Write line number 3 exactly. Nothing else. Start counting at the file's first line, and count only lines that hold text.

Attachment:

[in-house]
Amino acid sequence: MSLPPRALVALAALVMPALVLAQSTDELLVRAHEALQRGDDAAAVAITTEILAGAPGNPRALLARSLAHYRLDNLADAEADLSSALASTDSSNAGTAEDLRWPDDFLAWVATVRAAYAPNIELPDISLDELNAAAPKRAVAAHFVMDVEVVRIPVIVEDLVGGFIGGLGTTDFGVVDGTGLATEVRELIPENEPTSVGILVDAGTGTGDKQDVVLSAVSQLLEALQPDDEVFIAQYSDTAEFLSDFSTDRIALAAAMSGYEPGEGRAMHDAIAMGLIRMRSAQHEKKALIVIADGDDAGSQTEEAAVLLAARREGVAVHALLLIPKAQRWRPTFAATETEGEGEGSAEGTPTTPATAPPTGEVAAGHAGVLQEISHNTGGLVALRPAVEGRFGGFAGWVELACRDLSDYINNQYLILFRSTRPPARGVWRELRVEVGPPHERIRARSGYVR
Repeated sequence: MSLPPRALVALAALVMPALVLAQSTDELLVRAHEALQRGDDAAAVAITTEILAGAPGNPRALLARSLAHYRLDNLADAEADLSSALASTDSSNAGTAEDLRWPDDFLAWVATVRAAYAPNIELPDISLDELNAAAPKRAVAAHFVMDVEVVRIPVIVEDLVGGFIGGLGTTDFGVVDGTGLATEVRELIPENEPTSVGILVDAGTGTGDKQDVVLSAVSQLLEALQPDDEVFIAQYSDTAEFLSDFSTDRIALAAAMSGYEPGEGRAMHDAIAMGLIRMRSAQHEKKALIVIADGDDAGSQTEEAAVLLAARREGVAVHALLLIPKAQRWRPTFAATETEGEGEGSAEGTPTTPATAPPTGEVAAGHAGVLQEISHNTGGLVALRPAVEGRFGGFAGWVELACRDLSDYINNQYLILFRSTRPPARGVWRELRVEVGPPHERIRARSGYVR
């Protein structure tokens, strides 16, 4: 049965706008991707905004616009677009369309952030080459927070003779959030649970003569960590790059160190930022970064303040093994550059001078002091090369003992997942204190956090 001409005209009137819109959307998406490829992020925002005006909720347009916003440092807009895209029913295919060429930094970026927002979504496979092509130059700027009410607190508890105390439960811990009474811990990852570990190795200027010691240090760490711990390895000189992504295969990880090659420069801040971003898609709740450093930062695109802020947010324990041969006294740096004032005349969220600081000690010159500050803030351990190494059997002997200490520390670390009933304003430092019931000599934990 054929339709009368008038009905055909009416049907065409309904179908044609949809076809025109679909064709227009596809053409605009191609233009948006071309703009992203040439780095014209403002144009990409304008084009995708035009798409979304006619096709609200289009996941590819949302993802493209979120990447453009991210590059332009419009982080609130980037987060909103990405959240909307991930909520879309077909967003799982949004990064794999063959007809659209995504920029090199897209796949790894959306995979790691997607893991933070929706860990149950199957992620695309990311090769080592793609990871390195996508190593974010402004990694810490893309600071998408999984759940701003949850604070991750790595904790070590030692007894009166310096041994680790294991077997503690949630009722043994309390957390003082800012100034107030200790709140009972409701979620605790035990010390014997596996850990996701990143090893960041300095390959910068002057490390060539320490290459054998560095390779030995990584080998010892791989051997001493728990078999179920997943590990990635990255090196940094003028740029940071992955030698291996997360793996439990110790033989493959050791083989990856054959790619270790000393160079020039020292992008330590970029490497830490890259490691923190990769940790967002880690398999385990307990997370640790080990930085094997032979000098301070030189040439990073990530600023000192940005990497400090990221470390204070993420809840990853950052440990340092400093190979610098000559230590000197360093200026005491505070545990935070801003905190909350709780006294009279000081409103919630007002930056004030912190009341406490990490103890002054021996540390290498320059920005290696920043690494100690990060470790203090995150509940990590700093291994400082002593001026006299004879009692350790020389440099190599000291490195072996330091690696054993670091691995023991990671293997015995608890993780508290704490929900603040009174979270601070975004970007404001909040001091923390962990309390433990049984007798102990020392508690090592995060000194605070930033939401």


Repeated sequence: MSLPPRALVALAALVMPALVLAQSTDELLVRAHEALQRGDDAAAVAITTEILAGAPGNPRALLARSLAHYRLDNLADAEADLSSALASTDSSNAGTAEDLRWPDDFLAWVATVRAAYAPNIELPDISLDELNAAAPKRAVAAHFVMDVEVVRIPVIVEDLVGGFIGGLGTTDFGVVDGTGLATEVRELIPENEPTSVGILVDAGTGTGDKQDVVLSAVSQLLEALQPDDEVFIAQYSDTAEFLSDFSTDRIALAAAMSGYEPGEGRAMHDAIAMGLIRMRSAQHEKKALIVIADGDDAGSQTEEAAVLLAARREGVAVHALLLIPKAQRWRPTFAATETEGEGEGSAEGTPTTPATAPPTGEVAAGHAGVLQEISHNTGGLVALRPAVEGRFGGFAGWVELACRDLSDYINNQYLILFRSTRPPARGVWRELRVEVGPPHERIRARSGYVR